Rural Housing Guidebook ~ Chapter 5b: Back to the ‘Form’ again…

Back to the ‘Form’ again…

In the course of my blogging, the cage I rattled the most that got some of the most vitriolic replies concerned the idea that maybe we should not forget that houses should be architecturally pleasing as well as thermally efficient. This set of an argument between architects, engineers and physicists; where although I am sure everyone wanted the same conclusion; no party was giving way in their strong belief in architectural design or thermodynamics and all stations in between.

The worry I had was that we need to strike a happy balance, in that a house can be efficient to run at the same time as being aesthetically pleasing; and unless we aim to strike this happy-medium then the end result will be highly efficient cubes. Now I like the modernist cube as much as the next man but I don’t want to see every house looking like one. What we should be pushing is a little variety and it’s this lack of variety that we are also seeing with the proliferation of identikit ‘Rural Design’ houses. Now I know that Passive Houses come in all shapes and sizes and I will show some of this variety in a later section but it’s a very easy step to make to think that the easiest shape to design and build is a cube. As discussed in the previous section, the cube is the second best building form with an ideal perimeter:area ratio (remember the circle is the best form). Also, a cube with lovely right angles at every corner is inevitably going to be the easiest to detail and to obtain an excellent air pressure test. Therefore, I think we should be aiming for architectural excellence in combination with outstanding thermodynamics. With the advent of soft foam, breathable and airtight insulation sprays it is possible to design and create more complex shapes than those currently ‘available’.

In the last section/post I extolled the simple form of the narrow depth, traditional Irish cottage but there are architectural forms that I feel would be just as suitable in the Irish countryside that we as designers and planners as the unfortunately the arbiters of taste are missing out on. I’ve sung the praises of Dominic Steven’s Mimetic House on numerous occassions but in this post I’m looking further afield and the examples I am giving below are on a worldwide basis ( I return to Ireland on the last example with a house in Killiney) and are sketches I have made of houses taken from the excellent website http://www.trendir.com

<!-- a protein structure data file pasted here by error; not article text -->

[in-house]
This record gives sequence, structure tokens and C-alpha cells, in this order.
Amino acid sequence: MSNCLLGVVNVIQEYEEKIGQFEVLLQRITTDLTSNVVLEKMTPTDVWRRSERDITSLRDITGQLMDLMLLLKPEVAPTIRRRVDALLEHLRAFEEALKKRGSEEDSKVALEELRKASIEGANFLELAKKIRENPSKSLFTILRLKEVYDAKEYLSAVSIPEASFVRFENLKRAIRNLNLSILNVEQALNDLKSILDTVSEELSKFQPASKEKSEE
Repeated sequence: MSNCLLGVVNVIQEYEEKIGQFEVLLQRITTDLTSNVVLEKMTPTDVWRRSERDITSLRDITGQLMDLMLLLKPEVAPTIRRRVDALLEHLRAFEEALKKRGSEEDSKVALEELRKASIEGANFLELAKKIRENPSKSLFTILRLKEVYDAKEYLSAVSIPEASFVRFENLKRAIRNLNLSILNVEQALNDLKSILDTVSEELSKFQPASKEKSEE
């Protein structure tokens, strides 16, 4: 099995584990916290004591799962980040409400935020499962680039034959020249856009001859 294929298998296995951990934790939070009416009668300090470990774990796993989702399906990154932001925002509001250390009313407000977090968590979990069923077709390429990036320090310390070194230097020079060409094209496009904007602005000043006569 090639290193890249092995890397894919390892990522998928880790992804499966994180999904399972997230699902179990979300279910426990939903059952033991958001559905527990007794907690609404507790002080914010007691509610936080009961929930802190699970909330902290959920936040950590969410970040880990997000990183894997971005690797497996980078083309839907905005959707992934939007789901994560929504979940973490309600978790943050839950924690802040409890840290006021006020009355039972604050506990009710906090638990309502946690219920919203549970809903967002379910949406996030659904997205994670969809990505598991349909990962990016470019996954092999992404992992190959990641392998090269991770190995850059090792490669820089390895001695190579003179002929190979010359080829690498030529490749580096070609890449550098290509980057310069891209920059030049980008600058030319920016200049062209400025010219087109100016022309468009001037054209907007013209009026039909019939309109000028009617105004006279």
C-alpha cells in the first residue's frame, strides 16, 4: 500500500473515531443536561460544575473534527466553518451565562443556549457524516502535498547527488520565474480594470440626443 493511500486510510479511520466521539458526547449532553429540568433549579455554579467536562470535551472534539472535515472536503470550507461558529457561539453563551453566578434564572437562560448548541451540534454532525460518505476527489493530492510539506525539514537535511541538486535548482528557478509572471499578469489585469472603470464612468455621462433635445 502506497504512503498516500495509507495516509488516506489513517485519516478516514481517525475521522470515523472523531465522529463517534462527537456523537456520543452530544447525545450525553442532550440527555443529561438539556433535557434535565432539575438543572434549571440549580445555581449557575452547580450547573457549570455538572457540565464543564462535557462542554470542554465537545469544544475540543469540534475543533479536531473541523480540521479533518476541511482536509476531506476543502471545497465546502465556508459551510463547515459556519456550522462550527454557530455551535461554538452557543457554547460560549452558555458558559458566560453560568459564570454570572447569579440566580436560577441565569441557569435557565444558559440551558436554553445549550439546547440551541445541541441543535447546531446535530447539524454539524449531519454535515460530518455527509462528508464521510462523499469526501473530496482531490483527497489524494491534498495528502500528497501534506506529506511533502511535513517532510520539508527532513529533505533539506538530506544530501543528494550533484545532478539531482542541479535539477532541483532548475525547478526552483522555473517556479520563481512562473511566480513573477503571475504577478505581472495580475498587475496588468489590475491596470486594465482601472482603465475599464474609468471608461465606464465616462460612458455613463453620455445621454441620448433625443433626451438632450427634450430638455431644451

Therefore the purpose of this section is to show a few of the more unusual forms that detailed in a sensitive way; may be with a more Irish emphasis would be just as suitable in the wilds of County Mayo as the Pacific Pallisades of California.

This first example shows how a modernist form can cling onto and become part of the hillside; some of the details such as the clean edge to the junctions (as opposed to the ubiquitous projecting box gutters) and the vertical emphasis of the windows are actually pure Mayo details! I’ll be looking at what constitutes County Mayo detailing in a future section.

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House at Pacific Pallisades by Johnston Marklee

The second example from Ayora in Spain also shows a very modernist form that is also clinging onto the mountain; again the clean lines and simple forms are entirely suitable for Ireland.

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Mountain house at Ayora by Fran Silvestre Arquitectos

This third example of a wedge shaped house in Finland even has a detail that suspiciously looks like the concrete barges on a gabled roof. Again a very simple form that is entirely suitable for rural Ireland.

Finnish_house

Finnish Lake House by Huttunen Lipasti Pakkanen

And I finish on an example from Ireland, Killiney House by O’Donnell Tuomey Architects (original photographic source ‘Full Irish: New Architecture in Ireland’ by Sarah A. Lappin, where the house organically forms around the landscape that it is in; the forms are more complex

Killiney_house

Killiney house by O'Donnell Tuomey Architects

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